When it comes to “Big Brother,” Peter Salmon has skin in the game as the chief creative officer of Endemol Shine, which makes and sells the format. But back when it hit British screens, in 2000, he was at the BBC, and the show aired on rival pubcaster Channel 4. It quickly overshadowed the Beeb’s own attempt at TV-meets-social-experiment, “Castaway,” an altogether more sober show.

“We saw ‘Big Brother’ and it just did it properly and was the human experiment we imagined we might have done ourselves. And like everyone else, we were transfixed,” Salmon says. “The fact you could watch it unfold it in front of your eyes was and is an abiding principle. I remember it well. Everything changed at that point.”

Produced by John de Mol’s Endemol (years before the company aligned with Shine), the show started out in the Netherlands in 1999, on RTL’s Veronica channel. Nine housemates moved into a purpose-built house, equipped with 24 cameras and cut off from contact with the outside world.

About 3,000 people applied via telephone to be on that first series. The format went on to become a global TV phenomenon. In an illustration of how the numbers swelled over the years, more than 200 million votes were cast for an eviction in the Brazilian version in March.

MTV had a similar reality show, “The Real World,” but “Big Brother” went global, and as audiences took to the show and it spawned a generation of reality hits, producers had to learn a new production language.

“It wrote the rule book,” Salmon says, “whether around participants and support for them [a bullying scandal in the U.K. was headline news in 2007], and changing technology as TV was becoming interactive. It was the start of digital and there were the first nibbles of social. This was the infancy of modern TV, and ‘Big Brother’ was the bouncing baby.”

A degree of flexibility in the format allowed it to be scaled up or down, and played out in different ways. Tonally, it is different from country to country. In the U.S., where Julie Chen Moonves remains the longest-serving host of the show anywhere, it is a frothy summer reality competition series. In Israel, it has been a forum for debate from both sides of the Arab-Israeli divide. The next iteration of the Finnish version will have ecological themes front and center.

“It banished stuffiness in TV…. there were fewer voices on TV and less diversity. When ‘Big Brother’ came along it demolished that”

“It is an envelope in which you can put societies’ dialog, challenges and ritual,” Salmon told Variety in an interview at Endemol Shine’s London headquarters. “Looking ahead in my own career or at what’s being invented in TV, I can’t think of anything that is emerging that will do anything but enhance ‘Big Brother.’”

For his firm, the continuing success of the show is crucial. A for-sale sign seemingly still hangs over Endemol Shine and a key question for suitors is whether there are enough gems in the catalog.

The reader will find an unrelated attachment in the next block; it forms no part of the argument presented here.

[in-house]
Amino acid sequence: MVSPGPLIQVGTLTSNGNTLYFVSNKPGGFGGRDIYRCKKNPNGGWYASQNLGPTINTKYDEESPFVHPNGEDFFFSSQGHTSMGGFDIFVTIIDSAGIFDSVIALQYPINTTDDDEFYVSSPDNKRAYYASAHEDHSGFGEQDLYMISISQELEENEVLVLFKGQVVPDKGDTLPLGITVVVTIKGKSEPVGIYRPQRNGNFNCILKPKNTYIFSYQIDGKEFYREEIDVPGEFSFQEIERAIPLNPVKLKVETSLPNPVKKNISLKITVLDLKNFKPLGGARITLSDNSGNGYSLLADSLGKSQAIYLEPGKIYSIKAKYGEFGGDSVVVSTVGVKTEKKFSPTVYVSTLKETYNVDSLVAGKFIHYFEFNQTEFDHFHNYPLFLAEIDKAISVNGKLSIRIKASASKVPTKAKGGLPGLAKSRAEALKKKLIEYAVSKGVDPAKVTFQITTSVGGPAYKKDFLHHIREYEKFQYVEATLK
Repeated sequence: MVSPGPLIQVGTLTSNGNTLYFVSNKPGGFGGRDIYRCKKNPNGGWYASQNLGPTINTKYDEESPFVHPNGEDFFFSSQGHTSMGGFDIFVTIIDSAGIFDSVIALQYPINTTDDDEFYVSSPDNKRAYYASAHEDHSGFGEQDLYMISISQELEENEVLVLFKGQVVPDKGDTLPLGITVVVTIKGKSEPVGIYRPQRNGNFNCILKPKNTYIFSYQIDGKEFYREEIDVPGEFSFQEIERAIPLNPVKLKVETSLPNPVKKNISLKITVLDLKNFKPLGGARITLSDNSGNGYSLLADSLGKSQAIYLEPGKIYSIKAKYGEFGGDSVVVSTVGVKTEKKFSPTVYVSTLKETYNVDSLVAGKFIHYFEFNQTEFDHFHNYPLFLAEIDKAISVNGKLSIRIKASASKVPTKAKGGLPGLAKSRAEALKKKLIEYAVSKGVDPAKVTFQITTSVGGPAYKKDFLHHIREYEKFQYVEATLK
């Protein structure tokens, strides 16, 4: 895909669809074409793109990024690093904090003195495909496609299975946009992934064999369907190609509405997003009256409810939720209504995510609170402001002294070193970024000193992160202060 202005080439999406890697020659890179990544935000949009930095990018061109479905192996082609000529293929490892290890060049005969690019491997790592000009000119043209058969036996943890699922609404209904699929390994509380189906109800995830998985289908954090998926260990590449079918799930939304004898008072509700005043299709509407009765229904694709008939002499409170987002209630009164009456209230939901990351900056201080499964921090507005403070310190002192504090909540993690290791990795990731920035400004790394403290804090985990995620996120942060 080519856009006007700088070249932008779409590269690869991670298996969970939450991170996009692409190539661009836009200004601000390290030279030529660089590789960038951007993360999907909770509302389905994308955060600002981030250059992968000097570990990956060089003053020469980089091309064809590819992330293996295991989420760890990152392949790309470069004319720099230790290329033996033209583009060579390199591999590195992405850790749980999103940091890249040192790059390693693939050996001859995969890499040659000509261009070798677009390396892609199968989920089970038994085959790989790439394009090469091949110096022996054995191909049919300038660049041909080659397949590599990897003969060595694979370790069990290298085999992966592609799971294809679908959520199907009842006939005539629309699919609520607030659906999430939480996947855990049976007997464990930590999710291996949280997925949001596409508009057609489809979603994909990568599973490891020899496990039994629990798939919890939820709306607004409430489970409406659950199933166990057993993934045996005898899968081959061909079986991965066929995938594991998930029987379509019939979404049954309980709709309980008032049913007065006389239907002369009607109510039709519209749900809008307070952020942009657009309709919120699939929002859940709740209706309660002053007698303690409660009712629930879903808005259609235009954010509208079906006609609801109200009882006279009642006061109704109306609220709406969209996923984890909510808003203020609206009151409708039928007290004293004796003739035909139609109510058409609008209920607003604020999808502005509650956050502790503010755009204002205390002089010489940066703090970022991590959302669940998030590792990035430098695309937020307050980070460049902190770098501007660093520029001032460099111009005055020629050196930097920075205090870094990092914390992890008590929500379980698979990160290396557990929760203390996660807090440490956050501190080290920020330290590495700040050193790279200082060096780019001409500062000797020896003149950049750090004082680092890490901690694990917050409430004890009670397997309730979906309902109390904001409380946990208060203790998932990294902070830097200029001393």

It was a blow when Britain’s Channel 5 pulled the plug on “Big Brother” in the U.K. last year, but Salmon says the format going off the air in some places – and returning in others – is part of the ebb and flow of managing a global format. It returned to screens in Poland and Finland in 2019. It will be back in Germany in 2020.

With surveillance and CCTV now omnipresent in many societies, creating a format anchored by the notion of an Orwellian all-seeing eye has either lost novelty value or become more relevant. Salmon believes it’s the latter. “It’s in line with how young people have grown up – they recognize in it and other formats like it the democratization of TV and the fact that media is manipulated,” he says. “They are very savvy. They know there is a producer or a hand affecting the things they see.”

Also in line with contemporary TV, the format has solid diversity credentials that stretch back to its beginnings. The first LGBTQ+ winner was in 2000 when bisexual Bianca Hagenbeek won the show in the Netherlands. In 2005 in the U.K., a transgender woman, Nadia Almada, won. Earlier this year, the Canadian version was praised for its representation of the first non-binary housemate, Kyra Shenker. In “Pinoy Big Brother” in the Philippines in 2006, popular matinee star BB Gandanghari came out as gay during the show and is now embracing their transgender identity.

As “Big Brother” moves from being reality TV’s precocious poster child to sometimes awkward teen, and edges into its 20s, Salmon reflects on the legacy of a show spanning 28,000 episodes over 471 series around the world.

“It banished stuffiness in TV,” he says. “I came through a more formal world where there were fewer voices on TV and less diversity. When ‘Big Brother’ came along, it demolished that. You can’t put that genie back in the bottle.”